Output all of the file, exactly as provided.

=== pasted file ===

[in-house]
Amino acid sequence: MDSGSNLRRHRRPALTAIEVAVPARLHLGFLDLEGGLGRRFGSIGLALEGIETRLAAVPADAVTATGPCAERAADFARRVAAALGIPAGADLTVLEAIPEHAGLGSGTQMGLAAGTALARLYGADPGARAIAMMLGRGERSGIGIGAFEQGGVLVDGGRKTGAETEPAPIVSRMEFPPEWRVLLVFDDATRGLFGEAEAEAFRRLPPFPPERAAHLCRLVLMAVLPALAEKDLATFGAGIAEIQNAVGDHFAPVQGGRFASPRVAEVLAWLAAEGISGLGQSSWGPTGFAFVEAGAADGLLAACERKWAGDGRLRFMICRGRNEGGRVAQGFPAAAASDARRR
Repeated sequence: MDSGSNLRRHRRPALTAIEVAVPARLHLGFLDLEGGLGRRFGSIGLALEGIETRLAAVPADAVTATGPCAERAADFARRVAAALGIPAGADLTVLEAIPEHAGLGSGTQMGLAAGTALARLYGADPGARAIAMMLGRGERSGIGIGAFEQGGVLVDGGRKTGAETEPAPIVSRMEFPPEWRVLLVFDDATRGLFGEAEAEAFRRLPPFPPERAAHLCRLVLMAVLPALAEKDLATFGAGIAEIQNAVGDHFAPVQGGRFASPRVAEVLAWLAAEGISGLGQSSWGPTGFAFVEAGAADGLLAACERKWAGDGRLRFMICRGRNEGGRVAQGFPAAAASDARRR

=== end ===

[in-house]
Amino acid sequence: MDSGSNLRRHRRPALTAIEVAVPARLHLGFLDLEGGLGRRFGSIGLALEGIETRLAAVPADAVTATGPCAERAADFARRVAAALGIPAGADLTVLEAIPEHAGLGSGTQMGLAAGTALARLYGADPGARAIAMMLGRGERSGIGIGAFEQGGVLVDGGRKTGAETEPAPIVSRMEFPPEWRVLLVFDDATRGLFGEAEAEAFRRLPPFPPERAAHLCRLVLMAVLPALAEKDLATFGAGIAEIQNAVGDHFAPVQGGRFASPRVAEVLAWLAAEGISGLGQSSWGPTGFAFVEAGAADGLLAACERKWAGDGRLRFMICRGRNEGGRVAQGFPAAAASDARRR
Repeated sequence: MDSGSNLRRHRRPALTAIEVAVPARLHLGFLDLEGGLGRRFGSIGLALEGIETRLAAVPADAVTATGPCAERAADFARRVAAALGIPAGADLTVLEAIPEHAGLGSGTQMGLAAGTALARLYGADPGARAIAMMLGRGERSGIGIGAFEQGGVLVDGGRKTGAETEPAPIVSRMEFPPEWRVLLVFDDATRGLFGEAEAEAFRRLPPFPPERAAHLCRLVLMAVLPALAEKDLATFGAGIAEIQNAVGDHFAPVQGGRFASPRVAEVLAWLAAEGISGLGQSSWGPTGFAFVEAGAADGLLAACERKWAGDGRLRFMICRGRNEGGRVAQGFPAAAASDARRR